Davis v. Astrue
MEMORANDUM OPINION AND ORDER that the case will be remanded to the Commissioner for further proceedings, as further set out; further ORDERED that the plf shall have 60 days after receipt of notice of any amount of past due benefits awarded to seek attorney's fees under 42 USC § 406(b). Signed by Honorable Judge Charles S. Coody on 3/27/2012. Copies furnished to SSA Chief Judge and SSA Office of Hearings and Appeals.(wcl, )
IN THE DISTRICT COURT OF THE UNITED STATES
FOR THE MIDDLE DISTRICT OF ALABAMA
NATASHA S. DAVIS o/b/o N.L.C.,
MICHAEL J. ASTRUE,
COMMISSIONER OF SOCIAL
CIVIL ACTION NO. 3:10CV714-CSC
MEMORANDUM OPINION AND ORDER
This is a child impairment case. Plaintiff Natasha S. Davis filed this lawsuit on behalf
of her son, N.L.C.,1 to review a final judgment by defendant Michael J. Astrue,
Commissioner of Social Security, in which he determined that N.L.C. is not “disabled” and
therefore, not entitled to supplemental security income benefits. Her application was denied
at the initial administrative level. The plaintiff then requested and received a hearing before
an Administrative Law Judge (“ALJ”). Following the hearing, the ALJ also denied the
claim. The Appeals Council rejected a subsequent request for review. The ALJ’s decision
consequently became the final decision of the Commissioner of Social Security
(Commissioner).2 See Chester v. Bowen, 792 F.2d 129, 131 (11th Cir. 1986). The parties
Pursuant to the E-Government Act of 2002, as amended on August 2, 2002, and M.D. Ala.
General Order No. 2:04mc3228, the court has redacted the plaintiff’s minor child’s name throughout this
opinion and refers to him only by his initials.
Pursuant to the Social Security Independence and Program Improvements Act of 1994, Pub.L.
No. 103-296, 108 Stat. 1464, the functions of the Secretary of Health and Human Services with respect to
Social Security matters were transferred to the Commissioner of Social Security.
have consented to the undersigned United States Magistrate Judge rendering a final judgment
in this lawsuit pursuant to 28 U.S.C. § 636(c)(1) and M.D. Ala. LR 73.1. The court has
jurisdiction over this lawsuit pursuant to 42 U.S.C. §§ 405(g) and 1383(c)(3).
In this case, the ALJ’s opinion is replete with philosophy, stereotypical observations
about children and synopses of the medical evidence contained in the administrative record;
however, it is woefully short on analysis. For the reasons that follow, the court concludes
that the Commissioner’s decision denying N.L.C. supplemental security income benefits
should be reversed and remanded for further proceedings.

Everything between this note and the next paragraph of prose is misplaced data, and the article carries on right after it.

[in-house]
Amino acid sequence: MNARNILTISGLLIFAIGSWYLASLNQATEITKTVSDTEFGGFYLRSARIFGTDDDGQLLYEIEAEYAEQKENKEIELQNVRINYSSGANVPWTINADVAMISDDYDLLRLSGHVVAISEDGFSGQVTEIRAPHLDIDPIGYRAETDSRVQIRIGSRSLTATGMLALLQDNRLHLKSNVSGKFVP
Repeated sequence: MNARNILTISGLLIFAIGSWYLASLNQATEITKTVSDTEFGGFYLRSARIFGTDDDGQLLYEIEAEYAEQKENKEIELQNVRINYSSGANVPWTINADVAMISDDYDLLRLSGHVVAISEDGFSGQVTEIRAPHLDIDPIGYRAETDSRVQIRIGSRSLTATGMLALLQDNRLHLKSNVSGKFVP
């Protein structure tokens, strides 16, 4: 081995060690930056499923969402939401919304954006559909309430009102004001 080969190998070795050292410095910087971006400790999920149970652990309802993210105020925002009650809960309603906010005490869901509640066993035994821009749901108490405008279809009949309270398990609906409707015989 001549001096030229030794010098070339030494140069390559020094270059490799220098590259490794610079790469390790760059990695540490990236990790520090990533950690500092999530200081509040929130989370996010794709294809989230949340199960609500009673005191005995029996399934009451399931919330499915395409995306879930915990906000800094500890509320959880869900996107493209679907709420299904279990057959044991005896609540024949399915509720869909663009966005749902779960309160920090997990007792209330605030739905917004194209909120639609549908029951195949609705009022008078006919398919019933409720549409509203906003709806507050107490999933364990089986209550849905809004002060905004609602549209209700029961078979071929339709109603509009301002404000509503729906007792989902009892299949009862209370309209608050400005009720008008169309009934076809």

I. STANDARD OF REVIEW
An individual under 18 is considered disabled “if that individual has a medically
determinable physical or mental impairment, which results in marked and severe functional
limitations, and which can be expected to result in death or which has lasted or can be
expected to last for a continuous period of not less than 12 months.” 42 U.S.C. §
1382c(a)(3)(C)(I) (1999). The sequential analysis for determining whether a child claimant
is disabled is as follows:
If the claimant is engaged in substantial gainful activity, he is not
If the claimant is not engaged in substantial gainful activity, the
Commissioner determines whether the claimant has a physical or
mental impairment which, whether individually or in combination with
one or more other impairments, is a severe impairment. If the
claimant’s impairment is not severe, he is not disabled.
If the impairment is severe, the Commissioner determines whether the
impairment meets the durational requirement and meets, medically
equals, or functionally equals in severity an impairment listed in 20
C.F.R. Part 404, Subpart P, Appendix 1. If the impairment satisfies this
requirement, the claimant is presumed disabled.
See 20 C.F.R. § 416.924(a)-(d) (1997).
The Commissioner’s regulations provide that if a child’s impairment or impairments
are not medically equal, or functionally equivalent in severity to a listed impairment, the child
is not disabled. See 20 C.F.R. § 416.924(d)(2) (1997). In determining whether a child's
impairment functionally equals a listed impairment, an ALJ must consider the extent to
which the impairment limits the child's ability to function in the following six “domains” of
life: (1) acquiring and using information; (2) attending and completing tasks; (3) interacting
and relating with others; (4) moving about and manipulating objects; (5) caring for oneself;
and (6) health and physical well-being. Shinn ex rel. Shinn v. Comm'r of Soc. Sec., 391 F.3d
1276, 1279 (11th Cir. 2004); 20 C.F.R. § 416.926a(b)(1). A child's impairment functionally
equals a listed impairment, and thus constitutes a disability, if the child's limitations are
“marked” in two of the six life domains, or if the child's limitations are “extreme” in one of
the six domains. Shinn, 391 F.3d at 1279; 20 C.F.R. § 416.926a(d).
In reviewing the Commissioner’s decision, the court asks only whether his findings
concerning the steps are supported by substantial evidence. Dyer v. Barnhart, 395 F.3d